BRUCKNER: Symphony No. 7 in E Major – Vienna Philharmonic Orch./ Karl Boehm – Pristine Audio

BRUCKNER: Symphony No. 7 in E Major – Vienna Philharmonic Orch./ Karl Boehm – Pristine Audio PASC 435, 67:19 [avail. in various formats from www.pristineclassical.com] ****: 

This 4-5 June 1943 performance of the Bruckner Seventh Symphony with Karl Boehm (1894-1981) occurs at the same time the conductor had assumed the top post with the Vienna State Opera, and it generates a particularly electric energy quite remarkable. Record producer and remastering engineer Andrew Rose provides a succinct etiology of the recording history:

“This recording, made over two days but apparently live, [is likely] in two halves for broadcast. It has appeared on a number of labels in various states of distress over the years – mislabeling has been rife, the third and fourth movements have been transposed by a semitone, and sound quality has ranged from the barely adequate to the abysmal.

This release aims to correct that, as much as is possible. Pitch issues have finally been conquered using Capstan software to correct some quite significant drifting down towards the ends of what I can only assume were reels of German tape, a technology still in its infancy but widely used in Nazi Germany at a time when it didn’t exist elsewhere: the final four minutes of the first movement, for example, sees a gradual fall of almost a complete semitone.”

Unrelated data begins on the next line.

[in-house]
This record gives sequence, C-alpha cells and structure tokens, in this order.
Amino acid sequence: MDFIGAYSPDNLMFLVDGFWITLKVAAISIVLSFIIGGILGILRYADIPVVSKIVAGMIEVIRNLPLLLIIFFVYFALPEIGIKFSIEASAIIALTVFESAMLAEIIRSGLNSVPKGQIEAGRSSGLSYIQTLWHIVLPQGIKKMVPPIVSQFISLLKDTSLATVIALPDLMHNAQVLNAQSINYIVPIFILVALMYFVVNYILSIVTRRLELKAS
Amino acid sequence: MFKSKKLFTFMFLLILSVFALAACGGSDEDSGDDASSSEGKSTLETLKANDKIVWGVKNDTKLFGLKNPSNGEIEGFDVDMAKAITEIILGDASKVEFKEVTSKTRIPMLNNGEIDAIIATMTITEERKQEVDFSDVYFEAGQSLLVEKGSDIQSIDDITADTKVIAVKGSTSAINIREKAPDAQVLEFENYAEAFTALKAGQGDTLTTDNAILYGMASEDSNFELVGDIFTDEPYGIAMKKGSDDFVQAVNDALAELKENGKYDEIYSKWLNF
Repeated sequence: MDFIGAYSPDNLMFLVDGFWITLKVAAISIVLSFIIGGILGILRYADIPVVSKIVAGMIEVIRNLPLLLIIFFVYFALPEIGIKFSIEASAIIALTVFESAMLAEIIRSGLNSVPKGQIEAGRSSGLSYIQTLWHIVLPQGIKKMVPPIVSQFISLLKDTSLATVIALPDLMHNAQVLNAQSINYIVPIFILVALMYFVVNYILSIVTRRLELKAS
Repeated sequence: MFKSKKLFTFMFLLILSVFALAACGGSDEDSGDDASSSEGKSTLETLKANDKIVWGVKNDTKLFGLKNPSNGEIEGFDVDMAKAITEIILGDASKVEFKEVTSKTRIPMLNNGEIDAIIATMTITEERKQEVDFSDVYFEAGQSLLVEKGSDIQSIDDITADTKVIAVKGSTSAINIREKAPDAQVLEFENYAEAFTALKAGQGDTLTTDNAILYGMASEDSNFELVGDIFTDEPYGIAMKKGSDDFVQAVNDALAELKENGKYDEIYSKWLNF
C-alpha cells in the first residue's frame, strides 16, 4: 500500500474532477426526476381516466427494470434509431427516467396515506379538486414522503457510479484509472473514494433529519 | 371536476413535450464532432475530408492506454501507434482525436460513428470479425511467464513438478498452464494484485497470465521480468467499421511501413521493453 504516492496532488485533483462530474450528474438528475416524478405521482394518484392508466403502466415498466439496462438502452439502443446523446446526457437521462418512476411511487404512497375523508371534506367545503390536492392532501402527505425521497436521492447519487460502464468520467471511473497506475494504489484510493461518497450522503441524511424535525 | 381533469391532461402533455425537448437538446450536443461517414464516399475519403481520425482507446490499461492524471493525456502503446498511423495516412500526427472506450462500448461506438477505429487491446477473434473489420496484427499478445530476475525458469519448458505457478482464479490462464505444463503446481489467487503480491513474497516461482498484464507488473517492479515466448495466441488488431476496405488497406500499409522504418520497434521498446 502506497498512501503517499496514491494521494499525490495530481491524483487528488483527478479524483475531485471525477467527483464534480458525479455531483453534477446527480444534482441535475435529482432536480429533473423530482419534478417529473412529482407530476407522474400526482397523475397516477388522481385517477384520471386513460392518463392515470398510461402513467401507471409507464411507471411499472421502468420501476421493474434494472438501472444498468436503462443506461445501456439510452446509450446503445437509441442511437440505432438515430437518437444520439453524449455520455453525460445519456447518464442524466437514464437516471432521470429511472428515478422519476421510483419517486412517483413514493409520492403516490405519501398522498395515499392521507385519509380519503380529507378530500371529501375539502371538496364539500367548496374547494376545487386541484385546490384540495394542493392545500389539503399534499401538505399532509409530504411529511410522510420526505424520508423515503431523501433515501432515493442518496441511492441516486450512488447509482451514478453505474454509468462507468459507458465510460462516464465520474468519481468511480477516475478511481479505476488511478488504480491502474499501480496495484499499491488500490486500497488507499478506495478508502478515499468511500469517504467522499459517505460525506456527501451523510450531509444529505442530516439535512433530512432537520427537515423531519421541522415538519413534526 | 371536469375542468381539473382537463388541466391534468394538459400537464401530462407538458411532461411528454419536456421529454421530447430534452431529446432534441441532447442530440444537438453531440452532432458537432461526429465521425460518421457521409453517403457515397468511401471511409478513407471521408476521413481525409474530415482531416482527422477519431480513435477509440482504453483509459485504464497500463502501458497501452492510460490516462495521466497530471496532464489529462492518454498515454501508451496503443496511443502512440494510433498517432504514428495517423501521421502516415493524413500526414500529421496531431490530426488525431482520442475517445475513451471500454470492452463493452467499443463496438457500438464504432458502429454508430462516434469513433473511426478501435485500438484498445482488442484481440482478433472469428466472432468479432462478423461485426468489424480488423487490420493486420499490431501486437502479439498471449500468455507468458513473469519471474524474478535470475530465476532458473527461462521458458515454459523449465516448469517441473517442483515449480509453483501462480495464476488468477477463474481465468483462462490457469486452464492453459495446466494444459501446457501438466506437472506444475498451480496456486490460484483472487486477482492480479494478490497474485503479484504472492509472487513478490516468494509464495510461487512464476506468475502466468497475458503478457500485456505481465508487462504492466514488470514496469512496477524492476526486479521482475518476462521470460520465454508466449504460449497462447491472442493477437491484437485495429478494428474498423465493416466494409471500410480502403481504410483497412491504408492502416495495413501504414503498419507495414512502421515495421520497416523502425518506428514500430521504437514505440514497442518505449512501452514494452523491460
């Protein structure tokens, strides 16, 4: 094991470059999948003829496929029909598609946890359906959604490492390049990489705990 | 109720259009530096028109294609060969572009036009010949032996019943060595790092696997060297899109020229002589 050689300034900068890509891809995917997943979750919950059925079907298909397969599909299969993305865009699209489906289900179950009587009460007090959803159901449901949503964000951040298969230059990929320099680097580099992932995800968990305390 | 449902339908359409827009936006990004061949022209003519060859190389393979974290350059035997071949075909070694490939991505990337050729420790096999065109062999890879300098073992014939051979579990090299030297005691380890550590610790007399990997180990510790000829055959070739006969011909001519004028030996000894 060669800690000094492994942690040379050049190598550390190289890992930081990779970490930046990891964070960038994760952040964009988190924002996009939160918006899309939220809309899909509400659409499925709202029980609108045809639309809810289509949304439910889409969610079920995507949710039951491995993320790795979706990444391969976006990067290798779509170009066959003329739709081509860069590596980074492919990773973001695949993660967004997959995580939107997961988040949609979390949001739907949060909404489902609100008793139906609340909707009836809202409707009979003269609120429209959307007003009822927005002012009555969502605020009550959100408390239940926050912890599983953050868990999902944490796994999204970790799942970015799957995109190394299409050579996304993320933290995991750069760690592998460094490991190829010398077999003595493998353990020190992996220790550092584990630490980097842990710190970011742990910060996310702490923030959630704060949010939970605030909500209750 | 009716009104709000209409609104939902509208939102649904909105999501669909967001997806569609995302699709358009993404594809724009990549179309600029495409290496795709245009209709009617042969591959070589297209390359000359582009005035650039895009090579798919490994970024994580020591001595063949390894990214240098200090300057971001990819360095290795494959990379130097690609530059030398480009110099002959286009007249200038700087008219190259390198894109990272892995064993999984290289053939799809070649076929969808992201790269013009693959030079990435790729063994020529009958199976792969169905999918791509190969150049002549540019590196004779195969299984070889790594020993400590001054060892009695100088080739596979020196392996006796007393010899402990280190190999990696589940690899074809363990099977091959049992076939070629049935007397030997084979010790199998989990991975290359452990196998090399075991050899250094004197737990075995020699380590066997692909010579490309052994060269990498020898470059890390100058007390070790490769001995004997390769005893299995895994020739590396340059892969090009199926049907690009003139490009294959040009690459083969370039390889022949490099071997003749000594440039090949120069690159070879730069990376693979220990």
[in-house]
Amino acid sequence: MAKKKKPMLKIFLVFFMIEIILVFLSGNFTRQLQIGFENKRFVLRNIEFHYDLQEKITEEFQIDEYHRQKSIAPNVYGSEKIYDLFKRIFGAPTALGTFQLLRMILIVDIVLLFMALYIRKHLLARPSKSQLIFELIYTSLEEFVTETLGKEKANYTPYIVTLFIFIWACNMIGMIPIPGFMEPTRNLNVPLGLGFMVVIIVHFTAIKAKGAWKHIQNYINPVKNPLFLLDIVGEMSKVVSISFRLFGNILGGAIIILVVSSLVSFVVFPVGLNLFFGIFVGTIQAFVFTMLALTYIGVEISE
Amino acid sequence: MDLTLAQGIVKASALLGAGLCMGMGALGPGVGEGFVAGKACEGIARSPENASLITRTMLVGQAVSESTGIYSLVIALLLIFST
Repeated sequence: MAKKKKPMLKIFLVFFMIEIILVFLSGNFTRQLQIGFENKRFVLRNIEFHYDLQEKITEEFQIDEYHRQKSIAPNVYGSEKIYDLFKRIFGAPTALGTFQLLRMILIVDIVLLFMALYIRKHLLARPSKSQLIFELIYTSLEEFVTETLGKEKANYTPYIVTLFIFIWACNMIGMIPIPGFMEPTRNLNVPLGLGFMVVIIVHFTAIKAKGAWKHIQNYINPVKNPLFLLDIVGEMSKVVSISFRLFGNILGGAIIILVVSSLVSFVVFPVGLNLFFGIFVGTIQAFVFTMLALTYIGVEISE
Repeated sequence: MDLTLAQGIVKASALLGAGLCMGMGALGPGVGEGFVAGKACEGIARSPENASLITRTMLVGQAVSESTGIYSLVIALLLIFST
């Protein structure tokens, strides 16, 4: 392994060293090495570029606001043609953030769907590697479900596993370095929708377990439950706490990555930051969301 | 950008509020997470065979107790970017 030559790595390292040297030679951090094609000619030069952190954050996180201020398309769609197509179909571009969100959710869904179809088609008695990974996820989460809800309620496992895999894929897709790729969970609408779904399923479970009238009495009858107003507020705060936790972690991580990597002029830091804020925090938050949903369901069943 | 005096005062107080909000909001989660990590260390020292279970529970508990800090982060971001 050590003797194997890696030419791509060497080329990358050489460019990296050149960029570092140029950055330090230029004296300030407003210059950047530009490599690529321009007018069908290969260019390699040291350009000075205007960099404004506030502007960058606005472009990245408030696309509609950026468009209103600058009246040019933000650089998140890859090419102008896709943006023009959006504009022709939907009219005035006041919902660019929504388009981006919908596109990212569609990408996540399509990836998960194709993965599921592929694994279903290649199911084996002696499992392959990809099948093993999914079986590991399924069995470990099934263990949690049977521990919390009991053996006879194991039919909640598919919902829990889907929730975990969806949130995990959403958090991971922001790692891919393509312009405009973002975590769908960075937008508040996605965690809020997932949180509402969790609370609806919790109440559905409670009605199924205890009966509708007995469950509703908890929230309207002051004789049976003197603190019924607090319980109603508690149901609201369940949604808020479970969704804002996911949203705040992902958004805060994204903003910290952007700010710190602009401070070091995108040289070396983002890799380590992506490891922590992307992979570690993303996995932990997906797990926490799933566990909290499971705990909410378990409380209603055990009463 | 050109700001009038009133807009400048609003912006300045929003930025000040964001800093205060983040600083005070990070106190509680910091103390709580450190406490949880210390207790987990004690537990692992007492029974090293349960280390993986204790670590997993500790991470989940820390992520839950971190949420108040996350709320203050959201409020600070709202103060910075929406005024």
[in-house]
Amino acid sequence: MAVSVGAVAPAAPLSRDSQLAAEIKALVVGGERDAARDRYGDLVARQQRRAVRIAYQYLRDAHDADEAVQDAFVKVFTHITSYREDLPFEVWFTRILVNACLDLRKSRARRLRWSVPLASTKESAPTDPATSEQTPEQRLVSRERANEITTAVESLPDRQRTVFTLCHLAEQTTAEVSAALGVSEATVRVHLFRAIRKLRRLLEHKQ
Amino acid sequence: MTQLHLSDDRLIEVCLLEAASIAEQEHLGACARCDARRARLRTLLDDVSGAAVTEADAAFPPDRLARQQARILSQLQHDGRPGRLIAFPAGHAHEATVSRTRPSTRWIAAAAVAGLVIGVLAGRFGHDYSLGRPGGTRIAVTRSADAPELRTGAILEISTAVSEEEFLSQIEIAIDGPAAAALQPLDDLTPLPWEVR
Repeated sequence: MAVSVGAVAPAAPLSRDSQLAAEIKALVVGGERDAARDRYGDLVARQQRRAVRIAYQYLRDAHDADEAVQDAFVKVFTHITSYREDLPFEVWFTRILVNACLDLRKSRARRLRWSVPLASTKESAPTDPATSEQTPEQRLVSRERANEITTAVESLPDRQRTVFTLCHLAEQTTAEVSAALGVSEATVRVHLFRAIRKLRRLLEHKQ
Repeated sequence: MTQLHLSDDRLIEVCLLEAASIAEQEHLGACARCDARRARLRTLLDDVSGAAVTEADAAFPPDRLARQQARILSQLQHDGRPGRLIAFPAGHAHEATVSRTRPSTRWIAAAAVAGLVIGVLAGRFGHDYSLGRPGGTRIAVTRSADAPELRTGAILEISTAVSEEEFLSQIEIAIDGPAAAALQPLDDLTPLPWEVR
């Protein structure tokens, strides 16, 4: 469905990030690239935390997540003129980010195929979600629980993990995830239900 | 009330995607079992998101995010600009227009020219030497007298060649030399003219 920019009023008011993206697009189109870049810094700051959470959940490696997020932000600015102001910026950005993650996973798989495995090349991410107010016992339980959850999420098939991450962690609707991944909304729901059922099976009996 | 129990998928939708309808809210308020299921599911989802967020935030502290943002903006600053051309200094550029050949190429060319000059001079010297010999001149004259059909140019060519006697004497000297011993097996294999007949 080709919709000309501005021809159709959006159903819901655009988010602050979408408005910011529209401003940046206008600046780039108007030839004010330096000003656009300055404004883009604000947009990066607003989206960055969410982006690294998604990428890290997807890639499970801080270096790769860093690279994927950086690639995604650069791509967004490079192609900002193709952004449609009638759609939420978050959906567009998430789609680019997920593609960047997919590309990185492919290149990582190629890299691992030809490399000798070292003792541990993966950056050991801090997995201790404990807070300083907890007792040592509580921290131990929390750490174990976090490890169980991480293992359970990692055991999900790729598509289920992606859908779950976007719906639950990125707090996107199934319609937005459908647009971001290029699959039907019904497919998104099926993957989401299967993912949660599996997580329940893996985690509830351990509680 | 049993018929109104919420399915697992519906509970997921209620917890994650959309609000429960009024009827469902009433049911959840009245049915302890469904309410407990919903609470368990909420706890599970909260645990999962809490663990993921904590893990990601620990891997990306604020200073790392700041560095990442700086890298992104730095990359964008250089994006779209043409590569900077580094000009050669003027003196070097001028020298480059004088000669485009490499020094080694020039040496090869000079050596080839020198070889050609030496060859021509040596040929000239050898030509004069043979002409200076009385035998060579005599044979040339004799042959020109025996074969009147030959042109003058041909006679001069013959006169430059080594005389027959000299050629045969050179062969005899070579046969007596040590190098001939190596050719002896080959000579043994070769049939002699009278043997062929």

The astonishing fidelity of the restored performance, augmented in ambient stereophonic sound, literally takes our collective breath away. Boehm’s pacing of the first movement Allegro moderato remains quite brisk, the expansive melody immediately supported by resonant horn, viola, and clarinet. The arch formed by the evolving tonalities in E Major, B Minor, and B Major shimmer with a fervor we would ascribe to Toscanini or youthful Karajan. The great C-sharp Minor Adagio assumes the solemn (tuba-based) tones of Wagner’s Ring cycle, while at the same time the ensuing strings allude to Bruckner’s own Te Deum, offered in the spirit of a funeral dirge for Wagner’s passing on 13 February 1883.

The galloping A Minor Scherzo achieves a fluid brass and string momentum as thrilling as any potent realization of the Ride of the Valkyries. The essential rusticity of the occasion carries us into the pastoral middle section undergirded by a decisive tympanic ostinato. Boehm maintains throughout a clear sense of Bruckner’s penchant for chorale motifs, his pantheistic character, espessivo and religioso. Despite the eventual movement to the E Major colossi Bruckner wishes for an apotheosis, the Finale displays a festive, playful lyricism from an incensed Boehm we do not often attribute to Bruckner’s stern counterpoints and rhetorical periods. Quite a potent ride, and I highly recommend this excellent fidelity restoration!

—Gary Lemco

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